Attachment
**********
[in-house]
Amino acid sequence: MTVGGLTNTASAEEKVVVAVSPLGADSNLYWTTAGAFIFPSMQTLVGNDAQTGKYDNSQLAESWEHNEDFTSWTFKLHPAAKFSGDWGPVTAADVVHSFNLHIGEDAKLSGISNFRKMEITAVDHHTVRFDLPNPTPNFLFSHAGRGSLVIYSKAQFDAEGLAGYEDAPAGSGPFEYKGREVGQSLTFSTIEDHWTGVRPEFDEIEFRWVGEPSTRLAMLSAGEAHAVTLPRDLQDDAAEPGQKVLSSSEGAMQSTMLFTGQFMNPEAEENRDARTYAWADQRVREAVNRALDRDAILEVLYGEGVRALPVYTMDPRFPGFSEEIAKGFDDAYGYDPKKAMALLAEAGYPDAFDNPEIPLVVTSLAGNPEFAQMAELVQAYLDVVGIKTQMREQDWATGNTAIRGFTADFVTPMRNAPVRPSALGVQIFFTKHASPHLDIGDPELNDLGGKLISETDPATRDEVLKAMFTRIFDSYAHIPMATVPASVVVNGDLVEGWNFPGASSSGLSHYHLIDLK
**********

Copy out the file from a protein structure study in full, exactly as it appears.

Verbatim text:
[in-house]
Amino acid sequence: MTVGGLTNTASAEEKVVVAVSPLGADSNLYWTTAGAFIFPSMQTLVGNDAQTGKYDNSQLAESWEHNEDFTSWTFKLHPAAKFSGDWGPVTAADVVHSFNLHIGEDAKLSGISNFRKMEITAVDHHTVRFDLPNPTPNFLFSHAGRGSLVIYSKAQFDAEGLAGYEDAPAGSGPFEYKGREVGQSLTFSTIEDHWTGVRPEFDEIEFRWVGEPSTRLAMLSAGEAHAVTLPRDLQDDAAEPGQKVLSSSEGAMQSTMLFTGQFMNPEAEENRDARTYAWADQRVREAVNRALDRDAILEVLYGEGVRALPVYTMDPRFPGFSEEIAKGFDDAYGYDPKKAMALLAEAGYPDAFDNPEIPLVVTSLAGNPEFAQMAELVQAYLDVVGIKTQMREQDWATGNTAIRGFTADFVTPMRNAPVRPSALGVQIFFTKHASPHLDIGDPELNDLGGKLISETDPATRDEVLKAMFTRIFDSYAHIPMATVPASVVVNGDLVEGWNFPGASSSGLSHYHLIDLK